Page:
FLSA Dual Jobs and DOL 80/20 Rule Challenged July 6, 2018

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I subscribe to many blogs, one of which is HR Defense, Akerman Insights on the Latest Developments in Labor and Employment Law. Today’s update is located here.

Restaurant Industry Takes On Tip Credit “80/20 Rule”

The ongoing discussion regarding whether or not the Dual Jobs rule (using tips to comply with the Fair Labor Standards Act’s mandate to pay minimum wage and overtime to workers who are not exempt under one of the recognized exemptions) violates the FLSA. The Restaurant Law Center is also challenging the DOL Handbook’s 80/20 Rule, specifically that it was not created following the rulemaking process which violates the federal Administrative Procedure Act. Note that the DOL’s Wage and Hour Division investigators and staff use the Handbook to interpret statutory provisions, procedures for conducting investigations, and general administrative guidance.

Here is a link to the suit that is pending Restaurant Law Center v. U.S. Dept. of Labor, No. 18-cv-567 (W.D. Tex. July 6, 2018

PAGE 8 has a nice legal summary….

15. Section 6(a) of the FLSA requires employers to pay their covered employees a
minimum wage of at least $7.25 per hour. 29 U.S.C. § 206(a).
16. Section 3(m) of the FLSA, which defines the term “[w]age” under the statute,
allows an employer to satisfy its minimum wage obligation to a “tipped employee” in part by taking a “credit” toward the minimum wage based on tips an employee receives. Id. § 203(m).
17. Section 3(t) of the FLSA defines “tipped employee” as “any employee engaged in
an occupation in which he customarily and regularly receives more than $30 a month in tips.” Id. § 203(t).
18. Section 3(m) requires an employer who elects to take the tip credit to pay the
employee a cash wage of at least $2.13 per hour, and then the law defines the employee’s tips as constituting a “wage” that counts toward the minimum wage, up to the point where the cash wage plus the employee’s tips equal the minimum wage. Id. § 203(m).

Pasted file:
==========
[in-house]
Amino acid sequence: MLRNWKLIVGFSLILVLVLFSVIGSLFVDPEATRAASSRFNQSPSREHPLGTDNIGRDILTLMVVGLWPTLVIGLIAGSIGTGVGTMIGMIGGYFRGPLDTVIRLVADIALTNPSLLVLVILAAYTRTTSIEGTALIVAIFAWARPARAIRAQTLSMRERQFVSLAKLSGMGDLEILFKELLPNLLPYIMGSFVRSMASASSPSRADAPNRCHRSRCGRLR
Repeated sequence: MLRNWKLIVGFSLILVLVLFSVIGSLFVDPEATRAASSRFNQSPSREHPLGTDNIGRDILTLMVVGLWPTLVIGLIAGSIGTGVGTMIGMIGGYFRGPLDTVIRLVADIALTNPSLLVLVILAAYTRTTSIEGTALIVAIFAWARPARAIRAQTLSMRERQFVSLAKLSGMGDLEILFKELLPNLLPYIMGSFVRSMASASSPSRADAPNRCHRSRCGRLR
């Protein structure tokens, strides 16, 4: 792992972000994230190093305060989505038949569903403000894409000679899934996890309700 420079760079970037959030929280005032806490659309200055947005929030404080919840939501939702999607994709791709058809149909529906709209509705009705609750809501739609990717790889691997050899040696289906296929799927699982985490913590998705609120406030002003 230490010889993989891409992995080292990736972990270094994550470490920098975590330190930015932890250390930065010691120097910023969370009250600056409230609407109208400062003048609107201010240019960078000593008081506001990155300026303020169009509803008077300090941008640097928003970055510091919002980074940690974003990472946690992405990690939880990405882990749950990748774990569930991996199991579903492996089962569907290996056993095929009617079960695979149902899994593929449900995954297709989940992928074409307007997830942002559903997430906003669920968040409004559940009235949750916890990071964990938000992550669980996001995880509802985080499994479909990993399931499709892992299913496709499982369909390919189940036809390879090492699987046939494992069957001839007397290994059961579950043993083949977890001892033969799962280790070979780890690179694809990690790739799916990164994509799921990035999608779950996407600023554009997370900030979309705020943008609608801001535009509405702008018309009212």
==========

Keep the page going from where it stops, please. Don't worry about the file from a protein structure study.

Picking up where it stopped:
19. If the employee does not earn sufficient tips to bring his or her earnings up to the
full minimum wage, then the employer must pay additional wages to make up the difference. Id.
20. Before 1966, the FLSA generally did not apply to employees in restaurants and
21. In 1966, as part of the legislative compromise struck in extending the coverage of
the FLSA to these industries, Congress enacted the tip credit provision, modifying section 3(m) and adding section 3(t) to allow the tips received by employees to satisfy a portion of the minimum wage obligation.

While everyone waits for a resolution, Akerman offers suggestions on what employers should do to protect themselves from an 80/20 potential lawsuit. They also note that there is a possibility that the 80/20 rule will be short lived and the tip credit will disappear meaning employers will have to pay tipped-employees full minimum wage without being able to consider tips earned.

Here’s that Akerman to-do list:

  • Keep records of the amount of time employees spend performing non-tip eligible tasks, such as cleaning bathrooms, mopping floors, dusting furniture or other tasks unrelated to direct guest services.
  • Create and/or review existing job descriptions for all tip-credit eligible employees, including specific tasks to be performed by each position and routinely evaluate the time implications spent on non-tipped activities or those activities that may not be considered tip-generating.
  • Regularly instruct tip-credit eligible employees on time-tracking policies, including requiring tipped-employees to report any shifts for which they claim to have spent more than 20% of their time on non-tip generating tasks.

Enjoy your day!

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